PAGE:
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Oskar Gröning: ‘Bookkeeper of Auschwitz’ dies at 96

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    Oskar Groening pictured during his trial in 2015Image copyright Reuters
    Image caption The former Nazi guard said he felt “moral guilt” for his actions at Auschwitz – but never served a day of his sentence

    A former Nazi SS guard who was known as the “Bookkeeper of Auschwitz” has died aged 96, German media report.

    In 2015 Oskar Gröning was sentenced to four years’ imprisonment, but never began his prison sentence due to a series of appeals.

    He died in a hospital on Friday, according to Spiegel Online.

    The pensioner was convicted of being an accessory to the murder of 300,000 Jews at the camp in Nazi-occupied Poland.

    His job at Auschwitz was to itemise money and valuables taken from new arrivals, who were then killed or subjected to slave labour.

    Though a court doctor found that he was fit for prison with appropriate medical supervision, his jail term was repeatedly delayed by ill-health and requests for clemency.

    The former Nazi officer began work at Auschwitz at the age of 21. During his trial, he said he had witnessed mass killings, but denied any direct role in the genocide.

    Addressing the judges, he said: “I ask for forgiveness. I share morally in the guilt – but whether I am guilty under criminal law, you will have to decide.”

    Media playback is unsupported on your device

    Media captionAuschwitz: Drone footage from Nazi concentration camp

    He was convicted although there was no evidence linking him to specific killings.

    Presiding Judge Franz Kompisch said Gröning was part of the “machinery of death” that helped the camp function smoothly.

    Gröning’s trial was considered a landmark case for Germany, where many former SS officers have walked free because there was no evidence linking them to individual deaths.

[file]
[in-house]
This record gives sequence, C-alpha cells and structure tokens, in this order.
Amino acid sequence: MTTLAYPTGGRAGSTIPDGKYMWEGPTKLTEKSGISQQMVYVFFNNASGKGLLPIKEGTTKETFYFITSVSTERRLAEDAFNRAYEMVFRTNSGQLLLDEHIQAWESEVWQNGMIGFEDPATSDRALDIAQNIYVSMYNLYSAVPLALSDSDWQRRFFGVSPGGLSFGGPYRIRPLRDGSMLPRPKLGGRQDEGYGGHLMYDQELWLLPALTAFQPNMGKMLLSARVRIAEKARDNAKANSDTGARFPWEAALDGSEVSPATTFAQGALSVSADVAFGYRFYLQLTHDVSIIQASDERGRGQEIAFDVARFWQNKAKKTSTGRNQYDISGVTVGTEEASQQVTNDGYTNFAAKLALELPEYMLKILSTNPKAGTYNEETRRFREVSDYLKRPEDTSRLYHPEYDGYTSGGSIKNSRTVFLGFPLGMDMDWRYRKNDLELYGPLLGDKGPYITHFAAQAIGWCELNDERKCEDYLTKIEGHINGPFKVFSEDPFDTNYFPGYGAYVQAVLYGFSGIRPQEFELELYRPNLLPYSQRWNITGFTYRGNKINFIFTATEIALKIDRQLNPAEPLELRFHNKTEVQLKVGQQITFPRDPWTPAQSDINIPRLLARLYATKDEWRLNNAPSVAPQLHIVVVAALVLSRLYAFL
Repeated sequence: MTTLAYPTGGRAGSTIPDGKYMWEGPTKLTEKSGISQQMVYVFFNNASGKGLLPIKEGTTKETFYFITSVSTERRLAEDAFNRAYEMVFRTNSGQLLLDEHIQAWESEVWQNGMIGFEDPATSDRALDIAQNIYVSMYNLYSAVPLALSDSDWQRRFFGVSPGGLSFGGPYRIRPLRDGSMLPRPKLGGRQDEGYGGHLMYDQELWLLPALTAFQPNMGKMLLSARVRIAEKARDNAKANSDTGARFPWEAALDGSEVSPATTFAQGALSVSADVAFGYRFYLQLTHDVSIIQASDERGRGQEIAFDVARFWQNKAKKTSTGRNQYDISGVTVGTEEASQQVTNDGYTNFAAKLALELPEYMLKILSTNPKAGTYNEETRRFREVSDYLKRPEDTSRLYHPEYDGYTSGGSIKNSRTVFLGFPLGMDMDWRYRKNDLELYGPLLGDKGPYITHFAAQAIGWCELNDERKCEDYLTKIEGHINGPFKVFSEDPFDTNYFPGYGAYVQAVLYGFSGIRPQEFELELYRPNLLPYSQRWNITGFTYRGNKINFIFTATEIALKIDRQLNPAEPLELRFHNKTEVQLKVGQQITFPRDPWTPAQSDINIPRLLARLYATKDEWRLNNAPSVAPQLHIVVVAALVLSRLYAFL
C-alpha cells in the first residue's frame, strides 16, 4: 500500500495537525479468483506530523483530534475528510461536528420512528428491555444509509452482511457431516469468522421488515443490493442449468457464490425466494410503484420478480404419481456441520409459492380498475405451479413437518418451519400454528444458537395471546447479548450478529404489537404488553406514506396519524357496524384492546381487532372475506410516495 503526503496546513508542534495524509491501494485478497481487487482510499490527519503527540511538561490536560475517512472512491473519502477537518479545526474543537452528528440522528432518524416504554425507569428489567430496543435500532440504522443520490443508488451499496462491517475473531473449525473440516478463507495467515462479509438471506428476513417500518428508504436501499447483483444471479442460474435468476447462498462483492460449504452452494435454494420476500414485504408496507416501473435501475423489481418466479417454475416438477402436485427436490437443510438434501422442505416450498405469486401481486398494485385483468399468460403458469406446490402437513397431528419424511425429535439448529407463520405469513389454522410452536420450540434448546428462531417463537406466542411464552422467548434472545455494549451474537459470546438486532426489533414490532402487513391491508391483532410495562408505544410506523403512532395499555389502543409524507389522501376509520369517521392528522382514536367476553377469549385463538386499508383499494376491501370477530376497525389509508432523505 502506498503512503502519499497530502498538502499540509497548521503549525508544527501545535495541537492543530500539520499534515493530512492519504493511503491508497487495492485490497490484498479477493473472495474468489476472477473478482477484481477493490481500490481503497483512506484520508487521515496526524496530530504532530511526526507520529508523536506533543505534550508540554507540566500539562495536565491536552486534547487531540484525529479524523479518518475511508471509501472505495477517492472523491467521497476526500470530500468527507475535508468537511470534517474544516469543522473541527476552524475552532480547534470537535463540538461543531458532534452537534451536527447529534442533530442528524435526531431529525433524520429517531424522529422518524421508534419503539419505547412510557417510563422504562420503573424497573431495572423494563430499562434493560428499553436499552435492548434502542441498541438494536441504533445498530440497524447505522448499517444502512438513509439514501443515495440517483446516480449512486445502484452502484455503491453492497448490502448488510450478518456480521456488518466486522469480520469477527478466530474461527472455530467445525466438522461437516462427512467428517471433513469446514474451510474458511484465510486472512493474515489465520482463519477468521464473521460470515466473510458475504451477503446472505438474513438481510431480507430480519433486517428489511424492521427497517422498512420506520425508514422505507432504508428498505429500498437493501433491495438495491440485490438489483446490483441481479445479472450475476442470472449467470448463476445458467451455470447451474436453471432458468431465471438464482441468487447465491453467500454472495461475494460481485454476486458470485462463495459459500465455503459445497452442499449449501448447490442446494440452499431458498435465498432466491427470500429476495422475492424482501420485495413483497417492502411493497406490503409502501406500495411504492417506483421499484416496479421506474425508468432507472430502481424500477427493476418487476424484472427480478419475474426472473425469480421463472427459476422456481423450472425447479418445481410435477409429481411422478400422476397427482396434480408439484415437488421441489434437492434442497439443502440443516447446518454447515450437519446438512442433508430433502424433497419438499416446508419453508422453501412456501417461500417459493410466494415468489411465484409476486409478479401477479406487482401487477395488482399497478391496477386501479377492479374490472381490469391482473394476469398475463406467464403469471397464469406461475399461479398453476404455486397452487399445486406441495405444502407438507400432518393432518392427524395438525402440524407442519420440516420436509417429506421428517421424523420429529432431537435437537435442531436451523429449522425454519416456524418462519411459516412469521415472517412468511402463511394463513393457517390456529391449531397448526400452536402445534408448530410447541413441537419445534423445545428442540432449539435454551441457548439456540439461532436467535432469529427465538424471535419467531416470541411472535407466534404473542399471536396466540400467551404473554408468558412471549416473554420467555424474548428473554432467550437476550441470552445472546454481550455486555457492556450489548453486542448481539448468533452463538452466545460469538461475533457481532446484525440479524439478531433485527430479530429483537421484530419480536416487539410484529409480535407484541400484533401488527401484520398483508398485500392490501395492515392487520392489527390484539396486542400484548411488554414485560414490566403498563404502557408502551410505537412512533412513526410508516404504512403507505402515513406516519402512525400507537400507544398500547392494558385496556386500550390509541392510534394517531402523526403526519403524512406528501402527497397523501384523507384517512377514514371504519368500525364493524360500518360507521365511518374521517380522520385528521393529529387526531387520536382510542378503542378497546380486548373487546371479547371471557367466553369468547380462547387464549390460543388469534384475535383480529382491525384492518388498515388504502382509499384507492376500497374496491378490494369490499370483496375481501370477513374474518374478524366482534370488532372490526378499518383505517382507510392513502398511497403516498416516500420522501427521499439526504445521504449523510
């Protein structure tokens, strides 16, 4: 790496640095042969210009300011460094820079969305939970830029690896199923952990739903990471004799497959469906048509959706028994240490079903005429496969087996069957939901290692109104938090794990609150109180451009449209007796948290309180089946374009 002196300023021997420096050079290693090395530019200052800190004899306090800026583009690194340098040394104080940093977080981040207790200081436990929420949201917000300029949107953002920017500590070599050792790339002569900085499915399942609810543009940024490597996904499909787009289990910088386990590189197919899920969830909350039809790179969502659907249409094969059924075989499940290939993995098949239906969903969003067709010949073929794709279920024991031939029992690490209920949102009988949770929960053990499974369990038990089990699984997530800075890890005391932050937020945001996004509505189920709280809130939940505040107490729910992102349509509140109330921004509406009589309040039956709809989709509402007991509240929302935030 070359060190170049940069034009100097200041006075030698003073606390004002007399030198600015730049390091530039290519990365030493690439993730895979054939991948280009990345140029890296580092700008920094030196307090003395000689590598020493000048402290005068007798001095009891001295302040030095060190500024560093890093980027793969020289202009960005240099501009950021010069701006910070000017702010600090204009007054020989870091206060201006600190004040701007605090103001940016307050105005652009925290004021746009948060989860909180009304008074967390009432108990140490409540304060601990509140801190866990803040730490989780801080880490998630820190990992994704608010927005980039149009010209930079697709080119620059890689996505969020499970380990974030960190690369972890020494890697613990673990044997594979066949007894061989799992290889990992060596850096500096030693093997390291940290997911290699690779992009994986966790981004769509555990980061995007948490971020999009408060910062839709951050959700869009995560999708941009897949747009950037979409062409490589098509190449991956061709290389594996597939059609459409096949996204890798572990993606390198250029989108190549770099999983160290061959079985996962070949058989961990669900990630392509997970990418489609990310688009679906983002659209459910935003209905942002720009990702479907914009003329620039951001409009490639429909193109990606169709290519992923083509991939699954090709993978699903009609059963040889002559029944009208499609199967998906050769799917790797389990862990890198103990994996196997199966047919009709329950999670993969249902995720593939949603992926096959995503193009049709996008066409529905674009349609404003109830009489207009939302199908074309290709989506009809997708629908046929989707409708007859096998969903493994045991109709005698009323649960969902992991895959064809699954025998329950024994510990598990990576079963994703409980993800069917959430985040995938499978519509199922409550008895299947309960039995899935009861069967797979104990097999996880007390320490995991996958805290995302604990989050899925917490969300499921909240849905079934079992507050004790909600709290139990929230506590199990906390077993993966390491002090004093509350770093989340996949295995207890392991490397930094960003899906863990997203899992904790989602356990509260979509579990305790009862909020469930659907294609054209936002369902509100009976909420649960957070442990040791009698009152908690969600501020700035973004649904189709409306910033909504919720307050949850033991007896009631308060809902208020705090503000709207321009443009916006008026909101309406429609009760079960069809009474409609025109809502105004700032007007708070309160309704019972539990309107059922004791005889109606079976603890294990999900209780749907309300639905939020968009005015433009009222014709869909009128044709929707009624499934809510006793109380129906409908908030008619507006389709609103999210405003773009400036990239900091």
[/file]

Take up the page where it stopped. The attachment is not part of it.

German broadcaster DW says Gröning will probably prove the last Nazi war criminal to have faced trial.

    Fewer than 50 of the estimated 6,500 Auschwitz guards who survived the war were ever convicted.

    Dr Efraim Zuroff, chief Nazi-hunter at the Simon Wiesenthal Center – a Holocaust research group – said Gröning’s death was “unfortunate, at least on a symbolic level”.

    “Without at least symbolic justice, these trials – as important as they are – lose an important part of their significance,” he said.

    “Their victims never had any appeals, nor did their tormentors have any mercy. Consequently these perpetrators don’t deserve either.”

    From bank clerk to Nazi

    Gröning was born in 1921 in Lower Saxony in Germany, and his mother died when he was four.

    His father was a proud nationalist, angry about the way Germany was treated under the peace settlement signed after World War One. That resentment increased when his textile business went bankrupt in 1929.

    Gröning joined the Hitler Youth, and at 17 began training as a bank clerk. When war broke out, he wanted to follow in his grandfathers’ footsteps and join an “elite” German army unit.

    He signed up to the Waffen SS and arrived in Auschwitz in 1942.

    Image copyright AFP/Getty Images
    Image caption It is estimated that 1.1 million people, most of them European Jews, died at Auschwitz

    When the war was over, Gröning slipped into a quiet life in Lüneburg Heath, Lower Saxony, where he worked in a glass-making factory.

    Decades later, when he heard people denying the Holocaust had ever happened, he was moved to break his silence. He was one of very few former concentration camp guards to do so.

    “I saw the gas chambers. I saw the crematoria,” he told the BBC in the 2005 documentary Auschwitz: the Nazis and the “Final Solution”.

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